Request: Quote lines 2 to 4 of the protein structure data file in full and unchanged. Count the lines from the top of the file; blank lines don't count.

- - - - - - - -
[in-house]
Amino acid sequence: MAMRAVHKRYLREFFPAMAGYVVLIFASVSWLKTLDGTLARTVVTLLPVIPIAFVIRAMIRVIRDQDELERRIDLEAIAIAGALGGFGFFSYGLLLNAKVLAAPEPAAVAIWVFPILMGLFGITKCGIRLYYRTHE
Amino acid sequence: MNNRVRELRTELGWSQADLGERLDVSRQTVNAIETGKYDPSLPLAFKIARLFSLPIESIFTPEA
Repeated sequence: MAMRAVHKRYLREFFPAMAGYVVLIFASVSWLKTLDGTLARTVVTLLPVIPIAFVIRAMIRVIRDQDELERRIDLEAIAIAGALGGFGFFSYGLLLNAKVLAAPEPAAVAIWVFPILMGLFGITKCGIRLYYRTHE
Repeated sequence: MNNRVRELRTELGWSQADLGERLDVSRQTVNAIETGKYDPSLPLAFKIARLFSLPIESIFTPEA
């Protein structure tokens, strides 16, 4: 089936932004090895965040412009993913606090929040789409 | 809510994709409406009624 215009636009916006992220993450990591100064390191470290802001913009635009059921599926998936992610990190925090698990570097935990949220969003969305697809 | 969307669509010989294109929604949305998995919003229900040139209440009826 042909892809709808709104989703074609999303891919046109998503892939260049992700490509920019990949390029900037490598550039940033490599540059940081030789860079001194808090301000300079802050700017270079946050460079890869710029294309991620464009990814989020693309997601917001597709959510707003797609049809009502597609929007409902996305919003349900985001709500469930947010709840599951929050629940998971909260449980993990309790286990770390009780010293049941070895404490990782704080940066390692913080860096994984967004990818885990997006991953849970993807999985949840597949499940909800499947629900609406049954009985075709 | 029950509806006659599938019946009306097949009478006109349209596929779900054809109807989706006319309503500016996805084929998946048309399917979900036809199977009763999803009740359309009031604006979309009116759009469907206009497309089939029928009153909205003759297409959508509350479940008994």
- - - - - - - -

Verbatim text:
Amino acid sequence: MAMRAVHKRYLREFFPAMAGYVVLIFASVSWLKTLDGTLARTVVTLLPVIPIAFVIRAMIRVIRDQDELERRIDLEAIAIAGALGGFGFFSYGLLLNAKVLAAPEPAAVAIWVFPILMGLFGITKCGIRLYYRTHE
Amino acid sequence: MNNRVRELRTELGWSQADLGERLDVSRQTVNAIETGKYDPSLPLAFKIARLFSLPIESIFTPEA
Repeated sequence: MAMRAVHKRYLREFFPAMAGYVVLIFASVSWLKTLDGTLARTVVTLLPVIPIAFVIRAMIRVIRDQDELERRIDLEAIAIAGALGGFGFFSYGLLLNAKVLAAPEPAAVAIWVFPILMGLFGITKCGIRLYYRTHE